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In the isosceles triangle below, the two squares (white) both have an area of four. Find the area of the shaded.enter image description here

According to my answer key, the answer is $9\sqrt{2}$ square units. How can I show the solution through the parallel line theorem?

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I'm not entirely sure how you would answer this using theorems about parallel lines. Here's a sketch of a solution using similar triangles.

Let $x$ be the distance from the top of the triangle to the middle of the top edge of the top most white square. Let $y$ be the distance from the top of the triangle to the centre of the lower white square. By similar triangles we have $x / 1 = y/ \sqrt{2}$. Since $y = x + 2 + \sqrt{2}$, solving gives $x = 4 + 3 \sqrt{2}$. So the height of the whole is isosceles triangle is $h = 6 + 5\sqrt{2}$.

Again by similar triangles we can determine that the length of the base is $b = h(2/x)$. And so the area of the whole isoceles triangle is $bh/2 = h^2/x = 8 + 9\sqrt{2}$.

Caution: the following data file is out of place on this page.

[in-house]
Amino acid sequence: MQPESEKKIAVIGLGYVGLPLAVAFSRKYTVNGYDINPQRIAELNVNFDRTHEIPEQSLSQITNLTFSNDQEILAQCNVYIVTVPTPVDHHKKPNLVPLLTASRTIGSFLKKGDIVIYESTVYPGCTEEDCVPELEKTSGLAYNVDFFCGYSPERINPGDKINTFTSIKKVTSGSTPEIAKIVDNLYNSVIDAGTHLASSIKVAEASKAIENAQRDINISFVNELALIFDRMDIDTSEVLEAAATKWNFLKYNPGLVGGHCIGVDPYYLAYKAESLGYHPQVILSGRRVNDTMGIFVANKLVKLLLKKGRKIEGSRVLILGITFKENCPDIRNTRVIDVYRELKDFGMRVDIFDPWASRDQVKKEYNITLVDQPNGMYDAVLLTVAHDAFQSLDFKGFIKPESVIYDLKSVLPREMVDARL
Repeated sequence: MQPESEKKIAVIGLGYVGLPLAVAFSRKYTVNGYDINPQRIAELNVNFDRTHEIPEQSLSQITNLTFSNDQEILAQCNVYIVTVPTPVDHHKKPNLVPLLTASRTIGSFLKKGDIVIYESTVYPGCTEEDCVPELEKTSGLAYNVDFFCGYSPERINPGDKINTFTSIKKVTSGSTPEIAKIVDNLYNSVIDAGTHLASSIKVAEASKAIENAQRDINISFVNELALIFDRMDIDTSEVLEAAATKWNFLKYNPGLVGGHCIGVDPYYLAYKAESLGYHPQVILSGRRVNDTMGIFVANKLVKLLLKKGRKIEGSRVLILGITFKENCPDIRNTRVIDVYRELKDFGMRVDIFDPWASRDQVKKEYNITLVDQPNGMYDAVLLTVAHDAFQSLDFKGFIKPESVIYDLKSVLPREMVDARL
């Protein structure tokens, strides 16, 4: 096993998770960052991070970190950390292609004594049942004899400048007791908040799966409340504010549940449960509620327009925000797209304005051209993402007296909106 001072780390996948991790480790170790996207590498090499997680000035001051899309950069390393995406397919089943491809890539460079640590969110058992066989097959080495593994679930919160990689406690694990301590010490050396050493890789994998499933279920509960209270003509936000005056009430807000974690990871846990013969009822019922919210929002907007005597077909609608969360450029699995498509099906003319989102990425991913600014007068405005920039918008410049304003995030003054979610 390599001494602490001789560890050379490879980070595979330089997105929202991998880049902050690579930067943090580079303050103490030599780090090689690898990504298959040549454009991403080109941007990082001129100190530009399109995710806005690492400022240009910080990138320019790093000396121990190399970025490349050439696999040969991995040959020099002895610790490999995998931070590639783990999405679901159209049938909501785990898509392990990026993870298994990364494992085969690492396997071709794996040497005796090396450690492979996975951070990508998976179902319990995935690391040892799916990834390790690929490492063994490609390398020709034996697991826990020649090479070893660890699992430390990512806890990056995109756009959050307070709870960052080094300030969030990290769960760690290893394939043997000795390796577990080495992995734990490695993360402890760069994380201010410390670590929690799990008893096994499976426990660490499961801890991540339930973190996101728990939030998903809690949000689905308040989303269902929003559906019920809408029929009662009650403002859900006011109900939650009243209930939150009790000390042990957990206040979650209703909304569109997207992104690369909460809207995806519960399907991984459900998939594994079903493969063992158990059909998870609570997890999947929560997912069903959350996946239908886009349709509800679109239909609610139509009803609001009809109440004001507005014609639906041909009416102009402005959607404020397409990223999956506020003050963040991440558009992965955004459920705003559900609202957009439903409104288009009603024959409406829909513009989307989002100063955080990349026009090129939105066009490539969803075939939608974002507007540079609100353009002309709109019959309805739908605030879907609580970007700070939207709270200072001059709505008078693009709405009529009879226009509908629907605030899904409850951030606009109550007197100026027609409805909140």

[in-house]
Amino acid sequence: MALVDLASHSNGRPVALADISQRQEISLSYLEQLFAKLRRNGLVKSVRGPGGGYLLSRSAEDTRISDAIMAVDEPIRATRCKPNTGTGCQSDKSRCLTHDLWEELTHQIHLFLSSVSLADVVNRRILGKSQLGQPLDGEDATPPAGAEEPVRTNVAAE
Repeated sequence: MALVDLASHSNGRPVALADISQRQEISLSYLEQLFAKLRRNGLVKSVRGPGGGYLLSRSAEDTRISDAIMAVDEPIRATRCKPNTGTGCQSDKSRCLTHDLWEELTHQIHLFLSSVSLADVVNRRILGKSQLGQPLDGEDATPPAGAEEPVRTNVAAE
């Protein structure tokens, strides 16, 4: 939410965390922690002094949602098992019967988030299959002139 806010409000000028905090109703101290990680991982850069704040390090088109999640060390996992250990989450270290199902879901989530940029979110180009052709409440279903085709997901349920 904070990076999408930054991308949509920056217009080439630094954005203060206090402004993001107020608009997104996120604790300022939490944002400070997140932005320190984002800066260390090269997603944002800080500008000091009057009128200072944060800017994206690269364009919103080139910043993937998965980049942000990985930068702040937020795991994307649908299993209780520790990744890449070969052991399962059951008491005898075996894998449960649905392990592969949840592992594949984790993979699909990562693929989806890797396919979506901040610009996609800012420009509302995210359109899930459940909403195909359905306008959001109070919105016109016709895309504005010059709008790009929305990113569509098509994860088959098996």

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    $\begingroup$ I think since the bases of the two triangles you mentioned are parallel is why you can conclude they are similar triangles. I think this might be a theorem. malinc.se/math/geometry/similartrianglesen.php See Corollary of Proportionality Theorem $\endgroup$
    – randomgirl
    May 27 '20 at 2:58
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Since the squares have area $4$, they have side $2$.

WLOG suppose the bottom-most point on the tilted square has coordinates $(0,0)$. Then the coordinates of the right side of the bottom square are $(\sqrt{2},\sqrt{2})$ and the coordinates of the upper-rightmost points on the second square are $(1,2+\sqrt{2})$. So the line going through them is $y=\left(-4-3 \sqrt{2}\right) x+5 \sqrt{2}+6$. Then the height of the triangle is $6+5\sqrt{2}$ and its base is $\frac{2 \left(6+5 \sqrt{2}\right)}{4+3 \sqrt{2}}$, which imply its area is $8+9\sqrt{2}$. Subtracting the area of the squares gives the remaining area as $9\sqrt{2}$, as claimed.

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